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COLUMBIA (12-6, 1-0) AT CORNELL (1-14, 0-1)
SATURDAY, JAN. 25 • NOON
NEWMAN ARENA • ITHACA, N.Y.
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Jerry Recco - Play-by-Play
The Lions remain unbeaten in 2014 after a 71-61 triumph over Cornell on Jan. 18. Columbia used a 16-4 run in the second half to go ahead by 18 points and held off a late Big Red rally to pick up a win in its Ivy League opener for the third consecutive year.
The Big Red are still in search of its first win over a Division I foe after falling to the Lions in Levien Gym last week. Cornell’s defense was stingy, holding Columbia to just 5-of-17 shooting from downtown and created eight first half turnovers, but could not overcome the large second half deficit.
ABOUT THE MATCHUP
Columbia and Cornell will square off for the 222nd time this weekend with the series dating all the way back to the 1902-03 season. The Lions hold a 123-98 record against the Big Red and have won five of the last seven meetings. Last season, the teams traded road victories to earn a split.
• Would move the Lions to 2-0 in Ivy League play for the first time since 2011 and just the second time since 2000.
• Be Columbia’s first Ancient Eight road win since last year’s win at Cornell.
• Improve the Lions to 20-38 in Ivy League road debuts.
COLUMBIA IN IVY LEAGUE OPENERS
The Lions improved to 27-31 all-time in Ivy League openers and are 3-1 under the direction of Kyle Smith. Columbia is also 33-25 in its home conference debuts and 17-10 when starting the 14-game tournament in Levien Gymnasium.
A FAMILIAR FACE
Cornell assistant coach Jon Jaques spent last season on the Columbia sidelines as a graduate manager before accepting his current position at his alma mater over the summer. Jaques was a member of three Ivy League Championship teams with the Big Red and emerged as a starter on the 2009-10 NCAA Tournament squad that made a run to the “Sweet 16.”
REACH OUT AND TOUCH SOMEONE
The Lions’ 3-point shooting has been a strength all season long as they are converting on 40.5 percent of their attempts from long-distance to lead the Ivy League and rank 18th in the nation. Additionally, Columbia is ranked 18th in the NCAA with 157 triples made. If the Lions continue their current pace (8.7 makes per game), the team will have 270 treys, shattering the single-season mark of 218 set in 1996-97.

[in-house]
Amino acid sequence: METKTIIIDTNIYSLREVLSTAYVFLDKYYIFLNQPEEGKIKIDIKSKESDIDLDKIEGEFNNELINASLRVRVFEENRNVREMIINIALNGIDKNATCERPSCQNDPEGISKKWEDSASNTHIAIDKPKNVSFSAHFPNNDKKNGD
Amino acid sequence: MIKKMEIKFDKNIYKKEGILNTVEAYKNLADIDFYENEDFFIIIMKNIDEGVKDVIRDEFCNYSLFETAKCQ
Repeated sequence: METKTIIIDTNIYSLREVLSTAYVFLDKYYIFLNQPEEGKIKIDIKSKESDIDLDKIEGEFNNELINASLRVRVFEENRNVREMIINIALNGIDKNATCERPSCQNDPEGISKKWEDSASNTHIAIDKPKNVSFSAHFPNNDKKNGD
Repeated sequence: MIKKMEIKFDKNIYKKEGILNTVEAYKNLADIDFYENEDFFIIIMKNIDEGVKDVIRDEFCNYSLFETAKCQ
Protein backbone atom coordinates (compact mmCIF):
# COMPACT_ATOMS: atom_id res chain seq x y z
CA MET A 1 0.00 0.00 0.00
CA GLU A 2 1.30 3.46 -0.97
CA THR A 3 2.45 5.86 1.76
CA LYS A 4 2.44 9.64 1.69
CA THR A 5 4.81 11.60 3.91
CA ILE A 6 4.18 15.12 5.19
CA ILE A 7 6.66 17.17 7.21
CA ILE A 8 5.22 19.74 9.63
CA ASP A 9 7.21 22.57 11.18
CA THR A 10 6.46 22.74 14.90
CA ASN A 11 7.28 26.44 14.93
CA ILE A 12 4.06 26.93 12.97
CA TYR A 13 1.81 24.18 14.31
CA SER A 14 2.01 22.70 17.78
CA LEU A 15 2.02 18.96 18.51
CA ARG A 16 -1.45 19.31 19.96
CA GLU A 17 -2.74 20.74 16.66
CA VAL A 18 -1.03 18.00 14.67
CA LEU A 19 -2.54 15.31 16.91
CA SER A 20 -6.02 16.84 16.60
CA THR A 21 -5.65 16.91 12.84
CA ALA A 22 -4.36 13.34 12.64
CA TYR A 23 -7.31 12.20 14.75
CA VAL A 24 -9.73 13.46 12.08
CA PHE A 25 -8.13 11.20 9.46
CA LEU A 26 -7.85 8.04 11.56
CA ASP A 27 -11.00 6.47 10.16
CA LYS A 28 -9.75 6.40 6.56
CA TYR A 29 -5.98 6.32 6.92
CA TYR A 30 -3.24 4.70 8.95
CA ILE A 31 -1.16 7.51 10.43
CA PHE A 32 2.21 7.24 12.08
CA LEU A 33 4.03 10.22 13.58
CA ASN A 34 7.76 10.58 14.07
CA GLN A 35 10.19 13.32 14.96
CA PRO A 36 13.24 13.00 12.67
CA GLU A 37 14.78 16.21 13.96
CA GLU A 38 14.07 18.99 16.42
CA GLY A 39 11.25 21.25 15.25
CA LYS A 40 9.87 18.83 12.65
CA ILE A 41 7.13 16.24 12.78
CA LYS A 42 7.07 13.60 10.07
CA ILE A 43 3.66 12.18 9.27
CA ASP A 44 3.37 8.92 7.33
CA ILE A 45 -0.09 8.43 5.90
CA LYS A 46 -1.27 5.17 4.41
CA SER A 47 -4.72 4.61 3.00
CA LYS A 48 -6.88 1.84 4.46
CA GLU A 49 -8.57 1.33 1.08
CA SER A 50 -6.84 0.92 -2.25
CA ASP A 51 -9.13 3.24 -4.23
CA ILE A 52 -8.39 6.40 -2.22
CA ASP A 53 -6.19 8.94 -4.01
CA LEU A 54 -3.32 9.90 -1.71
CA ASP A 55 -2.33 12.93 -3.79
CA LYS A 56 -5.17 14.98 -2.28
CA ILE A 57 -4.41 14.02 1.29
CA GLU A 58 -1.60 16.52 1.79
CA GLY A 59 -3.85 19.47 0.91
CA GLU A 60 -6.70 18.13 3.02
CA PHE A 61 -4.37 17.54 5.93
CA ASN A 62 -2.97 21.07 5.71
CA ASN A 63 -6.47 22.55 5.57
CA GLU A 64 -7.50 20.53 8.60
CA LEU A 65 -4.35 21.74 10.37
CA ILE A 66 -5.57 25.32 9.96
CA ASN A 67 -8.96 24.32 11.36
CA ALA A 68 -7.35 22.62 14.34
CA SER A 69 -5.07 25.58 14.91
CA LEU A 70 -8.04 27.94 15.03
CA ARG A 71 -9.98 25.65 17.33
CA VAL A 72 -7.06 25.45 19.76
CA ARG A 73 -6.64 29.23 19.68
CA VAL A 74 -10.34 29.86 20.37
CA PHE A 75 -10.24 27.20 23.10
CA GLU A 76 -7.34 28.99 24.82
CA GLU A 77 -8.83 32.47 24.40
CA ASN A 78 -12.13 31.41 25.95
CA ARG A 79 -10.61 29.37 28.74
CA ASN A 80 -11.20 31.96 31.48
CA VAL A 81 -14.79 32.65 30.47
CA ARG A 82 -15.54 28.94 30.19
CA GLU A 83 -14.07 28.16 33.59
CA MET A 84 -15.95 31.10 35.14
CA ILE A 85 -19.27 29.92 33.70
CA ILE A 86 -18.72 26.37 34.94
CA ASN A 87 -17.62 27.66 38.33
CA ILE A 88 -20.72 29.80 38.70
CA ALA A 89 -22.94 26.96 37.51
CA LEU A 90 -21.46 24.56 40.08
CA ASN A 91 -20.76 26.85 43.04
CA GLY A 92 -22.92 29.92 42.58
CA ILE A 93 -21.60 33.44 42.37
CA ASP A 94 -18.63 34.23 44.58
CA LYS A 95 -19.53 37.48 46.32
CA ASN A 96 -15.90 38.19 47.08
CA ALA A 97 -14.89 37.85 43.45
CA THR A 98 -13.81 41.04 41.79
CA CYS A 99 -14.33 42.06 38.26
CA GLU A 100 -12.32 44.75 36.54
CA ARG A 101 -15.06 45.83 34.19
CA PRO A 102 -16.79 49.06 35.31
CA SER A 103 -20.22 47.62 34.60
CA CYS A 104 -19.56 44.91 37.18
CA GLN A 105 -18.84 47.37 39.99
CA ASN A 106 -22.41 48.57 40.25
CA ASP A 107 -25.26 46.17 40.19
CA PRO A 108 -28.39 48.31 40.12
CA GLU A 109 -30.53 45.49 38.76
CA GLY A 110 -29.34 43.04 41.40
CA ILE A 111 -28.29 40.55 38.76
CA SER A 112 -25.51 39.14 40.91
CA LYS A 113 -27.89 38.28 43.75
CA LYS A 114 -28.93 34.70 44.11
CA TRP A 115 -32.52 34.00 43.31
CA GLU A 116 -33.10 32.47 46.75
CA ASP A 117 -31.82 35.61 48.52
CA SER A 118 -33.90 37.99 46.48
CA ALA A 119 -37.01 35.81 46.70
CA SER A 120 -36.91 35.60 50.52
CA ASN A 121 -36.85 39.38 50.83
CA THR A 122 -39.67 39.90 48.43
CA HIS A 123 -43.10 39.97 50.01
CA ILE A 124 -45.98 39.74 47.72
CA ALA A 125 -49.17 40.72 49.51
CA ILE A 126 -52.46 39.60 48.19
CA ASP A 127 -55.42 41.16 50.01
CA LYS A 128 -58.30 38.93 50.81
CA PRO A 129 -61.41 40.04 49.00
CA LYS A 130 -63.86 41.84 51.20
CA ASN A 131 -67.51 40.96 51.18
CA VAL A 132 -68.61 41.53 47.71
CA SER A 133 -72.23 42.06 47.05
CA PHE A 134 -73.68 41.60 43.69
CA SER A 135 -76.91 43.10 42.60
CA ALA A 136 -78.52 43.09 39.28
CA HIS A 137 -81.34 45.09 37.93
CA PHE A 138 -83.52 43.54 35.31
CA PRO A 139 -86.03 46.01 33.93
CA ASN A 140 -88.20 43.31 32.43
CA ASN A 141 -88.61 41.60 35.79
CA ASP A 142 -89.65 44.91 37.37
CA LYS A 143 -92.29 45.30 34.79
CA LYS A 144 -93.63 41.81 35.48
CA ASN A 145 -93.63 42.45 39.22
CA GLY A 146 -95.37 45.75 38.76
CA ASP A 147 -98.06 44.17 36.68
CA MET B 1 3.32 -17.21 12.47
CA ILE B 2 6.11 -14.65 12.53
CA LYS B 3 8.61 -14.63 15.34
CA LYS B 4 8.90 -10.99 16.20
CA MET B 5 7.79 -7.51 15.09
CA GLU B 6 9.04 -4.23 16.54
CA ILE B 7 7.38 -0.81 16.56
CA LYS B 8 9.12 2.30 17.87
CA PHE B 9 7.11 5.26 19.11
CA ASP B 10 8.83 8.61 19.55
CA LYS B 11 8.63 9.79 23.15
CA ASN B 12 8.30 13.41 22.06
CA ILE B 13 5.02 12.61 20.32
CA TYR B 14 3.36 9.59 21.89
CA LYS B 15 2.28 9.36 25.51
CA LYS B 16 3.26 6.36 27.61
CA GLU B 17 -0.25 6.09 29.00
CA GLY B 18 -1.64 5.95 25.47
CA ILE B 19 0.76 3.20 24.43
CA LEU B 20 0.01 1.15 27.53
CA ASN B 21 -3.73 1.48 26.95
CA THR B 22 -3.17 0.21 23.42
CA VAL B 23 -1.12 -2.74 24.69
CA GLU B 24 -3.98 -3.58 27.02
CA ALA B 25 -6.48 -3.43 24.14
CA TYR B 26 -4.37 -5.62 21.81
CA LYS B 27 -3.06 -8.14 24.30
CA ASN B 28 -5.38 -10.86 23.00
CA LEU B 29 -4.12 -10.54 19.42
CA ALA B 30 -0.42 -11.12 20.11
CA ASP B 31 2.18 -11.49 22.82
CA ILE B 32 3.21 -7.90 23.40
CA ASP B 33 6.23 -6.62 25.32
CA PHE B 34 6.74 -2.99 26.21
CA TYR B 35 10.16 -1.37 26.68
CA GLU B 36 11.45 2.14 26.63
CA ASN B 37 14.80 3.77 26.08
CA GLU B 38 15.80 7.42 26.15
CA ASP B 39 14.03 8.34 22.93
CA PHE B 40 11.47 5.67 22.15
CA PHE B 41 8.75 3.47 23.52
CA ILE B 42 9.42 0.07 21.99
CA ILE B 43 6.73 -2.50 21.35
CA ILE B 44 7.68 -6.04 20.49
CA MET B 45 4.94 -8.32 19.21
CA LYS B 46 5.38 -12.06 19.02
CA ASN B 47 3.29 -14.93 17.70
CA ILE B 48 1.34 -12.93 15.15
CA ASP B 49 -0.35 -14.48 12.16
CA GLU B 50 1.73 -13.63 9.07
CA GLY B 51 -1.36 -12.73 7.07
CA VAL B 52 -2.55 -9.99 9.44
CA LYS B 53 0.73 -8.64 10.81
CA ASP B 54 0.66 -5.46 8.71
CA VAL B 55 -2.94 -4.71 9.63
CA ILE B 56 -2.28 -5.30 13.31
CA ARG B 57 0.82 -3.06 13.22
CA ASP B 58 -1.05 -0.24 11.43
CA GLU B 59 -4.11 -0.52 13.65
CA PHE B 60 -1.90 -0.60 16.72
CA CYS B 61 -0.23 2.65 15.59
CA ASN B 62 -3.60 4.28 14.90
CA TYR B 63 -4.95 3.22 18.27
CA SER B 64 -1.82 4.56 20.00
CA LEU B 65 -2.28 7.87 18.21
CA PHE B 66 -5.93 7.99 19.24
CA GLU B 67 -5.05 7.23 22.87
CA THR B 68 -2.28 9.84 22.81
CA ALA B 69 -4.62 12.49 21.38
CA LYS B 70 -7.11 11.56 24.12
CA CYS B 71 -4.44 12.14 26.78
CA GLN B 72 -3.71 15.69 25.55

BALL DON’T LIE
On the heels of setting a single-season program record for free throw percentage (.745) in 2012-13, Columbia has continued to shoot it well from the charity stripe this season. They currently lead the Ancient Eight converting at a .755 clip, putting them in the top-20 nationally.
THE LIONS’ DEN
Through 10 games, Levien Gymnasium has been an intimidating place to play for opposing teams. Columbia has posted a 9-1 mark on its home floor and has won those games by an average margin of 19.2 points (seven by double-figures).
THE DEFENSE NEVER RESTS
In the latest NCAA rankings that came out on Jan. 20, Columbia was ranked 23rd in the nation in scoring defense, limiting opponents to just 61.9. The Lions have also improved their field goal (2013-14 - .413/2012-13 - .435) and 3-point percentage defense (2013-14 - .328/2012-13 - .368) from a year ago.
THIS ONE GOES TO 11
The Lions’ 11 non-conference victories matches the highest total in program history, previously accomplished in 2011-12 when Columbia posted an 11-5 mark before the 14-game tournament also under the direction of Kyle Smith.
Columbia’s 18 made 3-pointers against Central Penn on Jan. 11 set a new single-game record, breaking the old mark of 16 set against Brown on Feb. 10, 2012 and fell just two shy of the Ivy League standard shared by Cornell (2010) and Princeton (2003).